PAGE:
- “The battle for Bakhmut today has already practically destroyed the Ukrainian army and, unfortunately, it has also badly damaged the Wagner private military company,” Wagner Group head Yevgeniy Prigozhin said in an audio message posted to social media Monday. He vowed to keep fighting for the city, the battle over which has assumed a symbolic significance for both sides, analysts say.
- Zelensky said the fighting in Ukraine could be over sooner “if the world is faster, if the world is more determined,” in an apparent appeal for accelerated support from the West. “Russian aggression can end much faster than is sometimes said,” he declared in his nightly address. In recent days, Kyiv has received tanks from Britain and Germany and armored vehicles from the United States.
- Sweden will summon Moscow’s ambassador after the Russian Embassy appeared to threaten its government with “retaliatory measures” for joining NATO. In a statement posted to its Telegram channel, the embassy said Finland and Sweden, once they officially join the security alliance, “will become a legitimate target for Russian retaliatory measures, including those of a military nature.” Sweden’s foreign minister, Tobias Billstrom, said his ministry would summon Russia’s ambassador “to make a clear statement against this blatant attempt at influence,” Agence France-Presse reported.
- Leaders of several European countries pressed Big Tech companies to do more to combat geopolitical disinformation. The prime ministers of Moldova, Ukraine, Slovakia, Lithuania, Latvia, Estonia, Poland and the Czech Republic wrote in an open letter that tech platforms should “resist being used” as tools of hostile forces seeking to “destabilize our countries, weaken our democracies, to derail Moldova’s and Ukraine’s accession to the European Union and to weaken our support to Ukraine amid Russia’s war of aggression.”
- Zelensky said Ukraine was “ready” to welcome Chinese President Xi Jinping for discussions about the war. “I want to speak with him. I had contact with him before full-scale war. But during all this year, more than one year, I didn’t have,” Zelensky told the AP. Xi recently visited Moscow on his first trip to Russia since the war began, and he agreed to expand China’s ties with Russia in a show of diplomatic support for Putin.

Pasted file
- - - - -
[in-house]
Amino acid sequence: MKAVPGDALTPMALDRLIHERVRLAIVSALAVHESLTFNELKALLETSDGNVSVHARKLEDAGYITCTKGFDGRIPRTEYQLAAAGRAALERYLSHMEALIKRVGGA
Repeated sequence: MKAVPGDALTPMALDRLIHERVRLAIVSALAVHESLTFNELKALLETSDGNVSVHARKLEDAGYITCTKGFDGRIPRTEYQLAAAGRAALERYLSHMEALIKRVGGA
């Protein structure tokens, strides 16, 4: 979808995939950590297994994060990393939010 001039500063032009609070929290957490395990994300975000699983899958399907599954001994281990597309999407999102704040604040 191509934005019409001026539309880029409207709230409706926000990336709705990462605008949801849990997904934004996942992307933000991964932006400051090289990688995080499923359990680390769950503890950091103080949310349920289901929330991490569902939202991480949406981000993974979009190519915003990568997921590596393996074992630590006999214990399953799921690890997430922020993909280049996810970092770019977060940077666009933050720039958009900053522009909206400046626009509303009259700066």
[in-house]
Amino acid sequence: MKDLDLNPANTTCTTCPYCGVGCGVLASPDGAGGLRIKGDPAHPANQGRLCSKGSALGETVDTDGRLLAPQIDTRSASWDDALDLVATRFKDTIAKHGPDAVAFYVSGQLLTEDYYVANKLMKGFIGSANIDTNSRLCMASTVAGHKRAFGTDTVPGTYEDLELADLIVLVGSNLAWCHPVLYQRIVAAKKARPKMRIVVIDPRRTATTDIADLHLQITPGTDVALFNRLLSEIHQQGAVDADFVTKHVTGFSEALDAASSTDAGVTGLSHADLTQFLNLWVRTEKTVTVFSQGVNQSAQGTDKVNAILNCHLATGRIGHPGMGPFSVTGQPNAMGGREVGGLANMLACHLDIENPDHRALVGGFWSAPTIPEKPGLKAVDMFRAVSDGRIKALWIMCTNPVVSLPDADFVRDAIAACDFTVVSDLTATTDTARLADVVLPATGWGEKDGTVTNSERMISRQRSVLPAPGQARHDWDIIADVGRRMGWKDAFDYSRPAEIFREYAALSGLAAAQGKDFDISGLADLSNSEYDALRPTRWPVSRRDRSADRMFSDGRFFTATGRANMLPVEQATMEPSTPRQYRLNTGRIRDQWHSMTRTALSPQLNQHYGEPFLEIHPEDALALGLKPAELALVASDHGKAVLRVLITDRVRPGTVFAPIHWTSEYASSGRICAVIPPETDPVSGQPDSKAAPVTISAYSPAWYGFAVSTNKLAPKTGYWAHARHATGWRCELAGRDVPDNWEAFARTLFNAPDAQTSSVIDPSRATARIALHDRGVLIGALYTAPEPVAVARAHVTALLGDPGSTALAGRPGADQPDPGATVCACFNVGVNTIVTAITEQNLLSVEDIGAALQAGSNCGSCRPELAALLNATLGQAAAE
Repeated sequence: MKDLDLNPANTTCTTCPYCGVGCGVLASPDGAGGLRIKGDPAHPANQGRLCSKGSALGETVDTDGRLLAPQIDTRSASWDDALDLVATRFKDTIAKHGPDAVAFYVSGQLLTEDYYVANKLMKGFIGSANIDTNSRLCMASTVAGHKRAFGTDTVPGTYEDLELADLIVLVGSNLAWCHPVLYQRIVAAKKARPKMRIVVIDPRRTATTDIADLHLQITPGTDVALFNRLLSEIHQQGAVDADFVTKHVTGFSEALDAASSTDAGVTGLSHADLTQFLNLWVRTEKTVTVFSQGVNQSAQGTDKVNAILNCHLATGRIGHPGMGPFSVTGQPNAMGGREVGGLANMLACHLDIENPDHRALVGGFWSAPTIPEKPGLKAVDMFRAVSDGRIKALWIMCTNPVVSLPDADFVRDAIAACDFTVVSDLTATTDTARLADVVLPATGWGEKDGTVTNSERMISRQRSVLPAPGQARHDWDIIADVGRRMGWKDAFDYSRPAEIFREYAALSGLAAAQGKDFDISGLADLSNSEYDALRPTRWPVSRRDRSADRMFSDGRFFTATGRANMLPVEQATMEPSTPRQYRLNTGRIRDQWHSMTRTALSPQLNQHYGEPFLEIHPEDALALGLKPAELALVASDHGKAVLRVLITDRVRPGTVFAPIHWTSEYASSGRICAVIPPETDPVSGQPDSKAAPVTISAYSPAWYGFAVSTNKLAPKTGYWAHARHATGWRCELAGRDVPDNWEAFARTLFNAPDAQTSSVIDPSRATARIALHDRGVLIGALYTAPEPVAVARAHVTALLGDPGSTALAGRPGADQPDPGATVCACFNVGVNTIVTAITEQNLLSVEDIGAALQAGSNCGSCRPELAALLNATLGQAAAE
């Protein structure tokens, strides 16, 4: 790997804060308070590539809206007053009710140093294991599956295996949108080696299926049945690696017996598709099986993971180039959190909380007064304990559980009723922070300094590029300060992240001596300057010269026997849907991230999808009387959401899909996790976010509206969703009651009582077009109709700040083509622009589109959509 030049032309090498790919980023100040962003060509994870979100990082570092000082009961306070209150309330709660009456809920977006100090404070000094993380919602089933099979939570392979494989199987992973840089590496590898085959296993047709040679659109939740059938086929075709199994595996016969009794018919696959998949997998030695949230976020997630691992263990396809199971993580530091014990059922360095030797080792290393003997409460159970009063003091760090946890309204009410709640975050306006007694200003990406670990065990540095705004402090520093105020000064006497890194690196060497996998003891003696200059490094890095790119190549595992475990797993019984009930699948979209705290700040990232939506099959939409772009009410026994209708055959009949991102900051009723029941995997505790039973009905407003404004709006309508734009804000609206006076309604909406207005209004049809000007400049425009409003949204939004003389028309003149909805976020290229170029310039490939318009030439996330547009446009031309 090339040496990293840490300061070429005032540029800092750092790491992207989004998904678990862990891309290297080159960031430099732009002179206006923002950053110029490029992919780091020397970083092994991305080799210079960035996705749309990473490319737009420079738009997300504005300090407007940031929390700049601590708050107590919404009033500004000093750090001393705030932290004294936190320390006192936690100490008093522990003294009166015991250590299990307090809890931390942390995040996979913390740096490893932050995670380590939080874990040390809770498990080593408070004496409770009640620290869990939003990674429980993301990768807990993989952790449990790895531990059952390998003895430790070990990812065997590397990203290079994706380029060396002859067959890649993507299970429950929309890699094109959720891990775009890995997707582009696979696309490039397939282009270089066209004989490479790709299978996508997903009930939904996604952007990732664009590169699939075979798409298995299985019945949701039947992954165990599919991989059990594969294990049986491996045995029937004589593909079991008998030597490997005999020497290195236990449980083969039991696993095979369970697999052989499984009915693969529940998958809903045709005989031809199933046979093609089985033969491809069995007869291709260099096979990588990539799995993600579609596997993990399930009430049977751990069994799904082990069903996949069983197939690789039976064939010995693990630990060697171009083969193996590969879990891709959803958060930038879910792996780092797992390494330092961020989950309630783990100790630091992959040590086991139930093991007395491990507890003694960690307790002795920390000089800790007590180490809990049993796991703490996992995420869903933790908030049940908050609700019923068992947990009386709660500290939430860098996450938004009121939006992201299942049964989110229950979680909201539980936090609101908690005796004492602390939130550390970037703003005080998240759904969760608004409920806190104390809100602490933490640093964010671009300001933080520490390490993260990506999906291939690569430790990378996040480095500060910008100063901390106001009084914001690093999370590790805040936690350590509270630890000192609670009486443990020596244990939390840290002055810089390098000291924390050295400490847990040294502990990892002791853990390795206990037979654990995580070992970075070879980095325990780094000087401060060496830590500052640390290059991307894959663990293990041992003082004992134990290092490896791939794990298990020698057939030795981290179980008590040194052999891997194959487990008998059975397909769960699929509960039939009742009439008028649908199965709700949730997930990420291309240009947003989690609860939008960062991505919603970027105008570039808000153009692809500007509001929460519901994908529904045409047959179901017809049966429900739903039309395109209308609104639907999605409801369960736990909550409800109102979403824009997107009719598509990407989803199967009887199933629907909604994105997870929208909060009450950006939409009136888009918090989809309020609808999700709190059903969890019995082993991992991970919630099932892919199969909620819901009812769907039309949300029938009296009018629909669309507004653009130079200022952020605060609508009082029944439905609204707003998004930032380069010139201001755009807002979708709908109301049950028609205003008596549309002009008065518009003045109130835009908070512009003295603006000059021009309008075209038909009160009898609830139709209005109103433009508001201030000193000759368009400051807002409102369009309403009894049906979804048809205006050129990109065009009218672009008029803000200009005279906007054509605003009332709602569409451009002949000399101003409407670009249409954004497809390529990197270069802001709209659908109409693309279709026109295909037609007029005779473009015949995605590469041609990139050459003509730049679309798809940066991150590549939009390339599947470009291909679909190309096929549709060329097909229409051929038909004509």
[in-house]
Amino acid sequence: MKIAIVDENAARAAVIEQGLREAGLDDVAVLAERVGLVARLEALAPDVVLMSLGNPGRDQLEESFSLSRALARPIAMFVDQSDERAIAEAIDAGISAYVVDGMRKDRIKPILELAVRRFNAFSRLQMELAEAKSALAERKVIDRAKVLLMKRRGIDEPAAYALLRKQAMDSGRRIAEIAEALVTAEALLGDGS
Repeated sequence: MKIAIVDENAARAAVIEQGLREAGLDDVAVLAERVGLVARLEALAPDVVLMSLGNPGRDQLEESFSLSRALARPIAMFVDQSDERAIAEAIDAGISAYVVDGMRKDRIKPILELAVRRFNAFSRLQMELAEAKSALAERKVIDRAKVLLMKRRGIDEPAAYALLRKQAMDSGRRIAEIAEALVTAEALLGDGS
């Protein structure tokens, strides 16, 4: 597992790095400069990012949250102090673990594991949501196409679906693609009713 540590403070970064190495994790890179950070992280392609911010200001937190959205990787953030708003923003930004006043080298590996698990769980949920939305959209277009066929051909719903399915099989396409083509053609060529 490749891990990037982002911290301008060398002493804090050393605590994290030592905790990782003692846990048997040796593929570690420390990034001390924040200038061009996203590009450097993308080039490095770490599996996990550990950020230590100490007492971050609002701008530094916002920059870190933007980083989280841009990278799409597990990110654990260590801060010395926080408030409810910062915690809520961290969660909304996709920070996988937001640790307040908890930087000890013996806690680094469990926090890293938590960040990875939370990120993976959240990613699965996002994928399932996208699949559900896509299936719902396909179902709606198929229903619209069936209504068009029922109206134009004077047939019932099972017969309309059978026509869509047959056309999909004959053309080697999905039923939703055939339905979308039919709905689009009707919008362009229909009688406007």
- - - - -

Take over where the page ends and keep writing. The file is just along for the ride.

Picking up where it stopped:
From our correspondents
He came to D.C. as a Brazilian student. The United States says he was a Russian spy. Findings from international investigations as well as an indictment from the Justice Department reveal how a spy from Kaliningrad masqueraded as a Brazilian graduate student to enter the United States and assess the U.S. response to Russia’s military buildup before the war in Ukraine, Greg Miller reports.
The real identity of Johns Hopkins graduate Victor Muller Ferreira was Sergey Cherkasov, according to Western officials. Cherkasov was an operative of Russia’s military intelligence service, the GRU, who allegedly spent nearly a decade building the fictitious Ferreira persona before he was detained by Dutch authorities, apparently acting on information relayed by the FBI, and later arrested in Brazil.
The details of Cherkasov’s life provide extraordinary visibility into Russian efforts to embed “illegals” — spies who operate as lone agents with no discernible link to their home service — into Western countries as part of Moscow’s intelligence apparatus.
Dan Lamothe contributed to this report.